Every writers’ group should start with this story. (Picture book. 7 & up)

LITTLE RED WRITING

Exploding with puns, wordplay and the irrepressible desire to re-imagine “Little Red Riding Hood” one more time, Holub and Sweet bring forth some actual useful writing advice—that’s not just for beginners.

It’s Write On! Day at the Pencilvania School, and all the little pencils and their teacher, Ms. 2, are about to follow the story path. Ms. 2 gives our heroine, Little Red, a basket of nouns and reminds her to stick to the path. She becomes entangled in descriptive adjectives, stuck in a sentence that just keeps going, and is rescued and then ambushed by adverbs and random nouns. Principal Granny seems to have a long electric tail and a growly voice when Little Red gets to her office. It’s not the principal but the Wolf 3000—a voracious pencil sharpener! But Little Red has one noun left, and she uses it judiciously. Watercolor, pencil and collage give the magnificent Sweet lots of material to play with: The little pencil-pupils each have an identifying eraser cap (a stegosaurus, a basketball, a map of Pencilvania). When Little Red looks for excitement in her story, she goes to the gym and is “quickly drawn into the action,” as all the pencils twist, jump and play catch on the page. The artwork—which integrates written text in a variety of lettering styles—fills the pages with a riot of color, shape, movement and design. Endpapers and title pages are all part of the tale. Little kids should love the illustrations and their multiplicity of meanings, and older children trying out their writing wings will find good, strong advice.

Every writers’ group should start with this story. (Picture book. 7 & up)

Pub Date: Sept. 24, 2013

ISBN: 978-0-8118-7869-2

Page Count: 36

Publisher: Chronicle Books

Review Posted Online: July 31, 2013

Kirkus Reviews Issue: Aug. 15, 2013

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An uncomplicated opener, with some funny bits and a clear but not heavy agenda.

BOOKMARKS ARE PEOPLE TOO!

From the Here's Hank series , Vol. 1

Hank Zipzer, poster boy for dyslexic middle graders everywhere, stars in a new prequel series highlighting second-grade trials and triumphs.

Hank’s hopes of playing Aqua Fly, a comic-book character, in the upcoming class play founder when, despite plenty of coaching and preparation, he freezes up during tryouts. He is not particularly comforted when his sympathetic teacher adds a nonspeaking role as a bookmark to the play just for him. Following the pattern laid down in his previous appearances as an older child, he gets plenty of help and support from understanding friends (including Ashley Wong, a new apartment-house neighbor). He even manages to turn lemons into lemonade with a quick bit of improv when Nick “the Tick” McKelty, the sneering classmate who took his preferred role, blanks on his lines during the performance. As the aforementioned bully not only chokes in the clutch and gets a demeaning nickname, but is fat, boastful and eats like a pig, the authors’ sensitivity is rather one-sided. Still, Hank has a winning way of bouncing back from adversity, and like the frequent black-and-white line-and-wash drawings, the typeface is designed with easy legibility in mind.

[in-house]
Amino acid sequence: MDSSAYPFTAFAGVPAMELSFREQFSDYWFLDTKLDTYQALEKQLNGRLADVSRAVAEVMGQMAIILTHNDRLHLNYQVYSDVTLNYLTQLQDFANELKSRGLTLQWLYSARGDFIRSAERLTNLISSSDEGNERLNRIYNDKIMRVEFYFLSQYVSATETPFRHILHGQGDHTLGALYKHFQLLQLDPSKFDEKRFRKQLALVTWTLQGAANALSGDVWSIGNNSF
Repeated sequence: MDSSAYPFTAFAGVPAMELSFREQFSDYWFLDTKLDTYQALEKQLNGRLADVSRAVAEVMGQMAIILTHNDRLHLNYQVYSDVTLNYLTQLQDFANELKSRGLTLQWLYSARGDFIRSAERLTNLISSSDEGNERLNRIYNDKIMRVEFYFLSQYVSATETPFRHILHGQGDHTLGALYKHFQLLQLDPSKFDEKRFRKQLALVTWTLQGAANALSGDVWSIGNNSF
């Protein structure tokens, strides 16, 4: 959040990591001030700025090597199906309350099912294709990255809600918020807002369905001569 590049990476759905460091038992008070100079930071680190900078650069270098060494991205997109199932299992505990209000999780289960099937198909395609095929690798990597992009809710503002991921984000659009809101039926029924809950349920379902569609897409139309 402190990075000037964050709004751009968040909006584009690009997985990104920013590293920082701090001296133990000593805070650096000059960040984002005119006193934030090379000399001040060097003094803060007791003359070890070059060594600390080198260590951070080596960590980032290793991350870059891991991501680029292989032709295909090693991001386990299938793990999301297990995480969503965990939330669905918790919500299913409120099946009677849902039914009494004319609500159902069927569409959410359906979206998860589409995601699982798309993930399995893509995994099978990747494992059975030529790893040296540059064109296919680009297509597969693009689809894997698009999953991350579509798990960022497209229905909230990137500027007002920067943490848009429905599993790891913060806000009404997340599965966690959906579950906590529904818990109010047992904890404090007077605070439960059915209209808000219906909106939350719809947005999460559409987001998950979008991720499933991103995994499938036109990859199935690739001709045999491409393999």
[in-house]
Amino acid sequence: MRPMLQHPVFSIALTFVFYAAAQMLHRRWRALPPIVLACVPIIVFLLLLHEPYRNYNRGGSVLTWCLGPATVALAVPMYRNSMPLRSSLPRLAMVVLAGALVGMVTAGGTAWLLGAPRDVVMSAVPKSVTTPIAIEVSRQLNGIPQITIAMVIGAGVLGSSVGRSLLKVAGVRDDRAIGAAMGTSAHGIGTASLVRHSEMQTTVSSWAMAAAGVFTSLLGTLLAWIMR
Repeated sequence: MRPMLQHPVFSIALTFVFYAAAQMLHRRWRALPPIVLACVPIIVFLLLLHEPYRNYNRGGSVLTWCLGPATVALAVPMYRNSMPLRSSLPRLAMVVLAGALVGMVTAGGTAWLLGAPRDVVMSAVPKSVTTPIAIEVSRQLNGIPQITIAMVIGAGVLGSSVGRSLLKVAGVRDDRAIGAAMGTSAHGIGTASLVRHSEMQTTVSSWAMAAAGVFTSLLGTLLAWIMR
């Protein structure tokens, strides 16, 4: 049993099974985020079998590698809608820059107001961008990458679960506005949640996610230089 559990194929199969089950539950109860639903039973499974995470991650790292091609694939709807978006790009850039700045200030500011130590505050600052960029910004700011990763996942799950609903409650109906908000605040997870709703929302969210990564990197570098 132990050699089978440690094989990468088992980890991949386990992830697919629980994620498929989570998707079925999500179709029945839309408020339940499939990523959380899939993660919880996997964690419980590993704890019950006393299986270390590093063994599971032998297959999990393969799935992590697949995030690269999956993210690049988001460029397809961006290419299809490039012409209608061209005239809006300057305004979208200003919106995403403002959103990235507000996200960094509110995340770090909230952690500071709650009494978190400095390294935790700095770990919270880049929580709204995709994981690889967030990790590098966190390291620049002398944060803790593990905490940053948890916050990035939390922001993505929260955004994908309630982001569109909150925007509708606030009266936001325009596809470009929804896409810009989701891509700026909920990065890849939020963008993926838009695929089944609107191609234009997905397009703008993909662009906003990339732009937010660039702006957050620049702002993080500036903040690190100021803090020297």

An uncomplicated opener, with some funny bits and a clear but not heavy agenda. (Fiction. 7-9)

Pub Date: Feb. 14, 2014

ISBN: 978-0-448-48239-2

Page Count: 128

Publisher: Grosset & Dunlap

Review Posted Online: Dec. 11, 2013

Kirkus Reviews Issue: Jan. 1, 2014

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The inevitable go-to for Percy’s legions of fans who want the stories behind his stories.

PERCY JACKSON'S GREEK GODS

Percy Jackson takes a break from adventuring to serve up the Greek gods like flapjacks at a church breakfast.

Percy is on form as he debriefs readers concerning Chaos, Gaea, Ouranos and Pontus, Dionysus, Ariadne and Persephone, all in his dude’s patter: “He’d forgotten how beautiful Gaea could be when she wasn’t all yelling up in his face.” Here they are, all 12 Olympians, plus many various offspring and associates: the gold standard of dysfunctional families, whom Percy plays like a lute, sometimes lyrically, sometimes with a more sardonic air. Percy’s gift, which is no great secret, is to breathe new life into the gods. Closest attention is paid to the Olympians, but Riordan has a sure touch when it comes to fitting much into a small space—as does Rocco’s artwork, which smokes and writhes on the page as if hit by lightning—so readers will also meet Makaria, “goddess of blessed peaceful deaths,” and the Theban Teiresias, who accidentally sees Athena bathing. She blinds him but also gives him the ability to understand the language of birds. The atmosphere crackles and then dissolves, again and again: “He could even send the Furies after living people if they committed a truly horrific crime—like killing a family member, desecrating a temple, or singing Journey songs on karaoke night.”

The inevitable go-to for Percy’s legions of fans who want the stories behind his stories. (Mythology. 10-14)

Pub Date: Aug. 19, 2014

ISBN: 978-1-4231-8364-8

Page Count: 336

Publisher: Disney-Hyperion

Review Posted Online: June 29, 2014

Kirkus Reviews Issue: July 15, 2014

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